Wednesday, April 13, 2011

Better than new

So I've now been playing on my newly fixed-up horn for about a week. It feels very different, particularly when I first got it back, but I'm becoming acclimated to the differences. The biggest change is the feel of the keys: everything got moved and adjusted, along with new pads etc. Key throws are shorter. The keys are quieter and tighter. It's taken  some time to get used to, but it's absolutely better. In particular, with less distance and slop in the key motion, I'm encouraged to have less distance and slop in my finger motion. This should help my technique.

Keys were not the only changes. New pads everywhere, a bit of fresh oil in the bore, and very careful sealing. The boot seals down to 8 on his magical pressure tester, which is very good. (What the units are, I have no idea. The test is basically how much positive pressure the joint can stand, though.) I was expecting the improved seal to help low register response in particular. And it does, but not as much as I was expecting, demonstrating that I still have a ways to go on my reedwork. What I didn't expect was changes in sound and intonation. There are lots of individual notes which are improved: for example, F#3 and B1 were previously relatively bad notes, much brighter and more nasal than the notes around them. They now fit better into the notes around them. That's probably due to oiling the bore, he said. And I think intonation has improved: things like low D2 and E2 improving makes sense, given the sealing, and adjustments to pad height, but why would notes in the middle register (like B2 and C#3) improve? I don't know, but I'll take it. The whole thing plays better, I think, than when it was new from the factory.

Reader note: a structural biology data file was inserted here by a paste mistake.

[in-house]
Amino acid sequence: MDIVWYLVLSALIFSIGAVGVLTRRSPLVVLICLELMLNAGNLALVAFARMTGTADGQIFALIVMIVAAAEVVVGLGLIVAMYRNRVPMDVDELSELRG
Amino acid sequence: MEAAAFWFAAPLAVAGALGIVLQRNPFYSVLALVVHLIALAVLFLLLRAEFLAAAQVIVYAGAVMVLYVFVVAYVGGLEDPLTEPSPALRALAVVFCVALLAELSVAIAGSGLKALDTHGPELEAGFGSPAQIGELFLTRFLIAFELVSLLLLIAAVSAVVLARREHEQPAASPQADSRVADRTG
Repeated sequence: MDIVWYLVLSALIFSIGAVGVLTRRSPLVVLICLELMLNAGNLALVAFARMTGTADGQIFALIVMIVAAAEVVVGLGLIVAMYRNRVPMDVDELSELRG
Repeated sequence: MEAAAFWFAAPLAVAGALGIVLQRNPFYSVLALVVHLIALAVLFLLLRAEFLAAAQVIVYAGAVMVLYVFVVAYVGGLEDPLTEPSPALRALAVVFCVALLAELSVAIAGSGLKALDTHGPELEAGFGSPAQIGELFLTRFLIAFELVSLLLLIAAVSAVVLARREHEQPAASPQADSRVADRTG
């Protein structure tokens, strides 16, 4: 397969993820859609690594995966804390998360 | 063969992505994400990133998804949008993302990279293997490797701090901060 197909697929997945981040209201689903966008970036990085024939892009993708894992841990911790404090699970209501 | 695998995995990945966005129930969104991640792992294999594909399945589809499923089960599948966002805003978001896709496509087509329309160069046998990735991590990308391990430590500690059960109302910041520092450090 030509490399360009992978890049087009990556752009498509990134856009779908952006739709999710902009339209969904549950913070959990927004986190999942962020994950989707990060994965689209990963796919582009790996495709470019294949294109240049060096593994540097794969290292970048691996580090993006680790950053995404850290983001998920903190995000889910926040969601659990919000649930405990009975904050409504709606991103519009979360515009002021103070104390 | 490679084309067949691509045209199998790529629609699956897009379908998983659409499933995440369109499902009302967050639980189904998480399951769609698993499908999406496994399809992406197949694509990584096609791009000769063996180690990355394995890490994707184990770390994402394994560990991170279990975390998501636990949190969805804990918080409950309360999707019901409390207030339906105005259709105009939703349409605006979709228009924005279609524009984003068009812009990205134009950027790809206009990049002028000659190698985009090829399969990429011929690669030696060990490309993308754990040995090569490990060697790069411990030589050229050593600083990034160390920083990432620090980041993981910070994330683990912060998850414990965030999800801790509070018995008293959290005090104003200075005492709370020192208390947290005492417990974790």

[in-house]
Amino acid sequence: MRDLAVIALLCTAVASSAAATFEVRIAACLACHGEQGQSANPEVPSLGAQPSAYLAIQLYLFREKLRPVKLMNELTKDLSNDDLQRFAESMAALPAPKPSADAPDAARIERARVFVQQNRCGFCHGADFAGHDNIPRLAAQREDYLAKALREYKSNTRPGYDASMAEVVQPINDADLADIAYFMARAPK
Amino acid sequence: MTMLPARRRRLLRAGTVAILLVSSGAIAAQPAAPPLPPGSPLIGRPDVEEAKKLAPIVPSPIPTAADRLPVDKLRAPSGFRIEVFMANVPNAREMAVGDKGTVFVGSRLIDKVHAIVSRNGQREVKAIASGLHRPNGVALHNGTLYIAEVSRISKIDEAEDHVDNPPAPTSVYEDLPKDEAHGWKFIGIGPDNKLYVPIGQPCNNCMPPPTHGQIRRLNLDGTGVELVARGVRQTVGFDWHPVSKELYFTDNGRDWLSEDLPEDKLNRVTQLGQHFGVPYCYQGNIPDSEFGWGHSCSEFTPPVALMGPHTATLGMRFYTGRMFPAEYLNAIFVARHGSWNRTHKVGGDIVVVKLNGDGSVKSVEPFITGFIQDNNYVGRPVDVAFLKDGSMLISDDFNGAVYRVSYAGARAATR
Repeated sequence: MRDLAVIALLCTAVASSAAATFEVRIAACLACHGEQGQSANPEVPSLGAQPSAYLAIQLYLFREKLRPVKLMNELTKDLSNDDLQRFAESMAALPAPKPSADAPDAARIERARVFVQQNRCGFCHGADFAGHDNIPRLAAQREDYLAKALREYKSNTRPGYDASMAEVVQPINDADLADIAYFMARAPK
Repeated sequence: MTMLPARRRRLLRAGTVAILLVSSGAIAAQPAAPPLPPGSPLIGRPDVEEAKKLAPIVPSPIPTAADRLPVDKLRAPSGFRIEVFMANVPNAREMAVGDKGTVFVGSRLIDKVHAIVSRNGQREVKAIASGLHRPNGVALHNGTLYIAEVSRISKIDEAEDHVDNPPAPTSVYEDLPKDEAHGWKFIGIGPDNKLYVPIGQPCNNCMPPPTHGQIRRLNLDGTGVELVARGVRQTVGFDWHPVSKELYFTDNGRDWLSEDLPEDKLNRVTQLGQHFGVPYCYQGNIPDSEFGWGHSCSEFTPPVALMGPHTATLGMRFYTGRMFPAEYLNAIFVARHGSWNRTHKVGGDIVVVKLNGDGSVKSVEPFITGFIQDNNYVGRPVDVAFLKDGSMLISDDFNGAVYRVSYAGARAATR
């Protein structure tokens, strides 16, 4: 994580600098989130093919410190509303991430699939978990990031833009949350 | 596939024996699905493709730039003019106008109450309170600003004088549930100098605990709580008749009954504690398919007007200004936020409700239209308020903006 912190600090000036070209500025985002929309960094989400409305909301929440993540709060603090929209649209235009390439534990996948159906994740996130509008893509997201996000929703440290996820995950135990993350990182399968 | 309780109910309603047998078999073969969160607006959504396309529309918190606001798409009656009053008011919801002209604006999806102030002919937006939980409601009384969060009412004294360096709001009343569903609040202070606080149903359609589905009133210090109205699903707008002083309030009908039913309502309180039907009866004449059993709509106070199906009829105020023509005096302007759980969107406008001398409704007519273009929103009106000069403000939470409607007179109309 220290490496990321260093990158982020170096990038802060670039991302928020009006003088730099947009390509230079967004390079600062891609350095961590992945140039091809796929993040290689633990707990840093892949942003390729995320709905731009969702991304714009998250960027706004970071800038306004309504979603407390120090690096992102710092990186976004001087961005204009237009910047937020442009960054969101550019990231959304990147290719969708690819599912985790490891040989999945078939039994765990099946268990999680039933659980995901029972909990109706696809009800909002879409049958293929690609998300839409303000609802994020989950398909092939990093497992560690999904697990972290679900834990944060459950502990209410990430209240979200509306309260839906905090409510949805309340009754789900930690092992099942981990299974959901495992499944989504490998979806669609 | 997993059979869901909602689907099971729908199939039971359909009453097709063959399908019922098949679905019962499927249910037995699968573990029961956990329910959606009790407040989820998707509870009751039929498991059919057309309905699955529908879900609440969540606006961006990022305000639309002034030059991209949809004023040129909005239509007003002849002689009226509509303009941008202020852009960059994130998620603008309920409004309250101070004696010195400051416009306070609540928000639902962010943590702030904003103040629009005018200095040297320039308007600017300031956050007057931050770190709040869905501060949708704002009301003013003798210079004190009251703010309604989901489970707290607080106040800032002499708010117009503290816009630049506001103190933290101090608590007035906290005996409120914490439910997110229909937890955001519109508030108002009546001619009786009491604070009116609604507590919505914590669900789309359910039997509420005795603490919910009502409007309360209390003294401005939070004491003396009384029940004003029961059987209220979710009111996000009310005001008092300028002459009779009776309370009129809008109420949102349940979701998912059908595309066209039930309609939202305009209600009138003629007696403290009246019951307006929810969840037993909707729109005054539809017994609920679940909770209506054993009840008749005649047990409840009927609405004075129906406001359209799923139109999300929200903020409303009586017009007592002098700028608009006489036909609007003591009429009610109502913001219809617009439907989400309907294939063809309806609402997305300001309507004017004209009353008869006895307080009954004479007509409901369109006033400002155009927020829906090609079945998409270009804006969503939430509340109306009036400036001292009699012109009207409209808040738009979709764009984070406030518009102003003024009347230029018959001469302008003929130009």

All in all, a great improvement, well worth the trouble. Now, it's all up to the reeds and me.

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